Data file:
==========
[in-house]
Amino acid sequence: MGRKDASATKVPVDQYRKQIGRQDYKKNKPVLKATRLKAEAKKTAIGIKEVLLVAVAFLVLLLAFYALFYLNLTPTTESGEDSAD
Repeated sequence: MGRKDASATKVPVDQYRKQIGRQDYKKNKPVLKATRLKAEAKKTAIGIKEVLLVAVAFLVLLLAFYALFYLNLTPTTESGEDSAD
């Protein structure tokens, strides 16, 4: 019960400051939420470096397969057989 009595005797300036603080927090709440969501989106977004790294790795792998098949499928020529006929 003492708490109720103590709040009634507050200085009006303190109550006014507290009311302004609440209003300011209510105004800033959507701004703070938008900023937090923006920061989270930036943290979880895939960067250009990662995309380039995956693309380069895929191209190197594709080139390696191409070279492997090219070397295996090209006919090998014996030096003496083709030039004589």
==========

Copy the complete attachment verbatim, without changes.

[in-house]
Amino acid sequence: MGRKDASATKVPVDQYRKQIGRQDYKKNKPVLKATRLKAEAKKTAIGIKEVLLVAVAFLVLLLAFYALFYLNLTPTTESGEDSAD
Repeated sequence: MGRKDASATKVPVDQYRKQIGRQDYKKNKPVLKATRLKAEAKKTAIGIKEVLLVAVAFLVLLLAFYALFYLNLTPTTESGEDSAD
């Protein structure tokens, strides 16, 4: 019960400051939420470096397969057989 009595005797300036603080927090709440969501989106977004790294790795792998098949499928020529006929 003492708490109720103590709040009634507050200085009006303190109550006014507290009311302004609440209003300011209510105004800033959507701004703070938008900023937090923006920061989270930036943290979880895939960067250009990662995309380039995956693309380069895929191209190197594709080139390696191409070279492997090219070397295996090209006919090998014996030096003496083709030039004589």